NC State Extension Publications


Broccoli-raab (also known as rapa, rapine, rappone, fall and spring raab or turnip broccoli) is a rapidly growing annual when grown in spring, but a biennial in fall plantings. The leaves with the seed-stalks, before blooming, are cut for greens and are sold to ethnic markets (primarily Italian).

It is grown for two purposes: 1) for greens, and 2) for greens plus the unopened flower buds and stems.

There are several varieties of broccoli-raab. In general, there are two types, namely: "Broccoli-raab Fall" and "Broccoli-raab Spring". They are essentially the same except that the fall strains tend to form flower heads a little earlier than the spring varieties. There is generally very little difference between the two. Some of the fall strains will overwinter better than the spring varieties.

Some of the varieties listed are Annual (Fina 2), Rappone, Rapa, Fall and Spring raab. (For more complete information, consult AG-487, Commercial Cabbage, Broccoli, Cauliflower, and Greens.)


This crop may be grown in a variety of soils. The heavier loams will generally produce the greatest yields, but for early spring growth and overwintering in the east, a lighter, well-drained, sandy loam is best. Soils should be well drained, high in organic matter and well prepared. A pH of 6.0 to 6.5 is desirable.


Leafy vegetables require quick, continuous growth for best quality. They need nitrogen especially for good color and tenderness.

Commercial growers: For the average soils use 800 lb of an 8-8-8 fertilizer per acre before planting. Sidedress with 15 to 20 lb of nitrogen per acre, 3 to 5 weeks after emergence. If the crop is overwintered, another such sidedressing should be applied in late winter, just prior to new growth.

Home gardeners: For the average soils, use 2 lb of 10-10-10 per 100 square feet before planting. Sidedress with 12 oz of nitrogen per 100 square feet, 3 to 5 weeks after emergence. If the crop is overwintered, another such sidedressing should be applied in late winter, just prior to new growth.


Rows may be 18 to 36 inches apart and plants should be 112 to 3 inches apart. One to 112 lb of seed will plant one acre.

Planting Dates

Coastal Plain




Feb 1 - Apr 15

Feb 15 - Apr 30

Mar 1 - May 30


Aug 1 - Sep 15

Jul 15 - Sep 15

Jul 15 - Aug 15


No herbicides are cleared for this crop. Regular and shallow cultivation is essential to keep down weeds and grasses. Irrigation is beneficial, especially for the fall crop, since leafy vegetables require adequate moisture for continuous growth and high quality.


A wide variety of insects and diseases similar to those of cabbage and broccoli may attack this crop.


Broccoli-raab is often har-vested for greens similarly to mustard, kale and turnip greens. Leaves are cut when 4 to 8 inches high and sold loose in bushel hampers or tied in 1 to 2 lb bunches.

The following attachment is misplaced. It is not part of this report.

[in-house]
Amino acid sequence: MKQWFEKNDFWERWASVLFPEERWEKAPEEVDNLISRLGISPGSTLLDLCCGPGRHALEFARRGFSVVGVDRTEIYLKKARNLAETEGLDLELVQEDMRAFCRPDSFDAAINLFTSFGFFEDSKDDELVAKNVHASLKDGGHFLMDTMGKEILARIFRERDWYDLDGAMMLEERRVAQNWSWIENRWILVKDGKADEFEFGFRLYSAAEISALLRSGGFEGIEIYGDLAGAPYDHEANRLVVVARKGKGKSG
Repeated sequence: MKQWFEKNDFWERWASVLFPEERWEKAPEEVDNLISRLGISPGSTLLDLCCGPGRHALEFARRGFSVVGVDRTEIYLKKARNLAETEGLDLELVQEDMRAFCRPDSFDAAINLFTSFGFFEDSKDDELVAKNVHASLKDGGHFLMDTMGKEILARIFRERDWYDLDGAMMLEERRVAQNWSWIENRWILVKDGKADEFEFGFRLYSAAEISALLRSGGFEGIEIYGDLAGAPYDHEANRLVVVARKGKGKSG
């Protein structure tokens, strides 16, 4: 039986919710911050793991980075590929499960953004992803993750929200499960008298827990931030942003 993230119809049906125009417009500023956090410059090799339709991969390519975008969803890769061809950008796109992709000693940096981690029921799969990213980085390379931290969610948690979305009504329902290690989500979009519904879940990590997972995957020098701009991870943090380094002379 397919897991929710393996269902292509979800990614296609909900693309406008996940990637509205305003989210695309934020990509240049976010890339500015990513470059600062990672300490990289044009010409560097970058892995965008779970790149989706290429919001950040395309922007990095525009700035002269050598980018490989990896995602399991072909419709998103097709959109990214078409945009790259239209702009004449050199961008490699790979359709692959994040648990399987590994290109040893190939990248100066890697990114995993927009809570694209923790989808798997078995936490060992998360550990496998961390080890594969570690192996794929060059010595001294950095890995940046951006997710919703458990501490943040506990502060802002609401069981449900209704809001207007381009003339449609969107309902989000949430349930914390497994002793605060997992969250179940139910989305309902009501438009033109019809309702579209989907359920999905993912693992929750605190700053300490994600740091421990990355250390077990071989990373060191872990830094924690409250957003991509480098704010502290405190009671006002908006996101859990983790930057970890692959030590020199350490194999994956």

This crop goes to seed readily. It makes several small flower heads which are cut, just as in regular broccoli, before the flower buds open. These flower heads usually average about 1 to 112 inches in diameter. The stems of these heads are cut to a length of 8 to 10 inches and tied in bunches of 1 to 2 lbs each. Occasionally, it is sold loose in bushel baskets. A bunch usually contains about 13 to 12 flower heads and stems and the remainder is leaves. In cooking, the leaves, stems and flower heads are cooked and eaten just as turnip greens or regular broccoli.

When tying in bunches, use soft string, rubber bands, tape, raffia or similar material and make sure bunches are tied tightly and neatly. Remove all discolored or damaged leaves. Wash thoroughly in clean water to remove sand and dirt.

If weather is warm and hauling distance is over 50 miles, crushed ice should be used to retain quality. When hampers or crates are used, put crushed ice in the middle and on top of each crate. When hauling loose in bulk, put crushed ice on top of the stack. In hauling to market, cover the truckload with a tarpaulin to prevent drying out.

If planted early in the fall or late in the spring, this crop requires about 60 to 65 days from seeding to first harvest of the flower heads. If planted in the late fall harvest is usually delayed until late winter or early spring.

The fall varieties will withstand fairly cold winter weather but even these varieties will be killed if temperature drops much below 15°F, or if heavy freezes occur rather suddenly after a prolonged warm period.


* Contact your county extension center for identification of the insect problem and control.


Extension Horticultural Specialist
Department of Horticultural Science

Publication date: Jan. 1, 2001

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